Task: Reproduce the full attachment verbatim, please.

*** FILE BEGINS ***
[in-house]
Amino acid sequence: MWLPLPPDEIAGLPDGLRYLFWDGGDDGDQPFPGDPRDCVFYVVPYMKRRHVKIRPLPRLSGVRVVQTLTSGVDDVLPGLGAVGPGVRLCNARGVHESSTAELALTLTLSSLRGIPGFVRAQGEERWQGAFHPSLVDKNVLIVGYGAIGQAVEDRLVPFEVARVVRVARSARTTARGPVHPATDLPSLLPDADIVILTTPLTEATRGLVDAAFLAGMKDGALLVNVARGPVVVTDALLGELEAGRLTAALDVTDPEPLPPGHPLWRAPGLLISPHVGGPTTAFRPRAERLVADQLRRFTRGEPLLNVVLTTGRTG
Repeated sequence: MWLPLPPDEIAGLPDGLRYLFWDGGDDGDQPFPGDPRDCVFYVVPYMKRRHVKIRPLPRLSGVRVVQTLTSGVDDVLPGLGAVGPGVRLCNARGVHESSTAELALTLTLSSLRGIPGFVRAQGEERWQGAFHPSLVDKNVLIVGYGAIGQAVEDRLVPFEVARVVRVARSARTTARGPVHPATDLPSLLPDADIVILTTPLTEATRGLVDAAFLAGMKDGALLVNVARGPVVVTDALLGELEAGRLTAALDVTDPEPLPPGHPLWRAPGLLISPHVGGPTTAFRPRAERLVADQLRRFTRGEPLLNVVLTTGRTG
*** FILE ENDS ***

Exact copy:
[in-house]
Amino acid sequence: MWLPLPPDEIAGLPDGLRYLFWDGGDDGDQPFPGDPRDCVFYVVPYMKRRHVKIRPLPRLSGVRVVQTLTSGVDDVLPGLGAVGPGVRLCNARGVHESSTAELALTLTLSSLRGIPGFVRAQGEERWQGAFHPSLVDKNVLIVGYGAIGQAVEDRLVPFEVARVVRVARSARTTARGPVHPATDLPSLLPDADIVILTTPLTEATRGLVDAAFLAGMKDGALLVNVARGPVVVTDALLGELEAGRLTAALDVTDPEPLPPGHPLWRAPGLLISPHVGGPTTAFRPRAERLVADQLRRFTRGEPLLNVVLTTGRTG
Repeated sequence: MWLPLPPDEIAGLPDGLRYLFWDGGDDGDQPFPGDPRDCVFYVVPYMKRRHVKIRPLPRLSGVRVVQTLTSGVDDVLPGLGAVGPGVRLCNARGVHESSTAELALTLTLSSLRGIPGFVRAQGEERWQGAFHPSLVDKNVLIVGYGAIGQAVEDRLVPFEVARVVRVARSARTTARGPVHPATDLPSLLPDADIVILTTPLTEATRGLVDAAFLAGMKDGALLVNVARGPVVVTDALLGELEAGRLTAALDVTDPEPLPPGHPLWRAPGLLISPHVGGPTTAFRPRAERLVADQLRRFTRGEPLLNVVLTTGRTG